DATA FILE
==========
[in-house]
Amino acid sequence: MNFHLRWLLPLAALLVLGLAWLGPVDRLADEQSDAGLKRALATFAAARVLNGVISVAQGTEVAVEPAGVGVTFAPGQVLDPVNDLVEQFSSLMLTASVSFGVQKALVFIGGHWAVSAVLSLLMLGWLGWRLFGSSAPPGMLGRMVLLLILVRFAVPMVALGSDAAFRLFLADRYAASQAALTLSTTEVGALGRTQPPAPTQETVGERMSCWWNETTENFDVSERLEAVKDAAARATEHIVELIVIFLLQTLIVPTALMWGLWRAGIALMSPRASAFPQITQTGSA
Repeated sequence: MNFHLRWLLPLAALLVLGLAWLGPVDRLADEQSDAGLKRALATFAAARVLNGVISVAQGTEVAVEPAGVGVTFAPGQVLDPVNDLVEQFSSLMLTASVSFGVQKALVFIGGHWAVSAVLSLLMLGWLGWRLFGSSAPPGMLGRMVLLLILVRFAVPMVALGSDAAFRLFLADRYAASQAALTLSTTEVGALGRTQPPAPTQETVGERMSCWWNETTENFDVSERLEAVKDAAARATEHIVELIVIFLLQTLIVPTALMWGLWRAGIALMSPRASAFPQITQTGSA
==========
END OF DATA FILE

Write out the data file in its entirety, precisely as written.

[in-house]
Amino acid sequence: MNFHLRWLLPLAALLVLGLAWLGPVDRLADEQSDAGLKRALATFAAARVLNGVISVAQGTEVAVEPAGVGVTFAPGQVLDPVNDLVEQFSSLMLTASVSFGVQKALVFIGGHWAVSAVLSLLMLGWLGWRLFGSSAPPGMLGRMVLLLILVRFAVPMVALGSDAAFRLFLADRYAASQAALTLSTTEVGALGRTQPPAPTQETVGERMSCWWNETTENFDVSERLEAVKDAAARATEHIVELIVIFLLQTLIVPTALMWGLWRAGIALMSPRASAFPQITQTGSA
Repeated sequence: MNFHLRWLLPLAALLVLGLAWLGPVDRLADEQSDAGLKRALATFAAARVLNGVISVAQGTEVAVEPAGVGVTFAPGQVLDPVNDLVEQFSSLMLTASVSFGVQKALVFIGGHWAVSAVLSLLMLGWLGWRLFGSSAPPGMLGRMVLLLILVRFAVPMVALGSDAAFRLFLADRYAASQAALTLSTTEVGALGRTQPPAPTQETVGERMSCWWNETTENFDVSERLEAVKDAAARATEHIVELIVIFLLQTLIVPTALMWGLWRAGIALMSPRASAFPQITQTGSA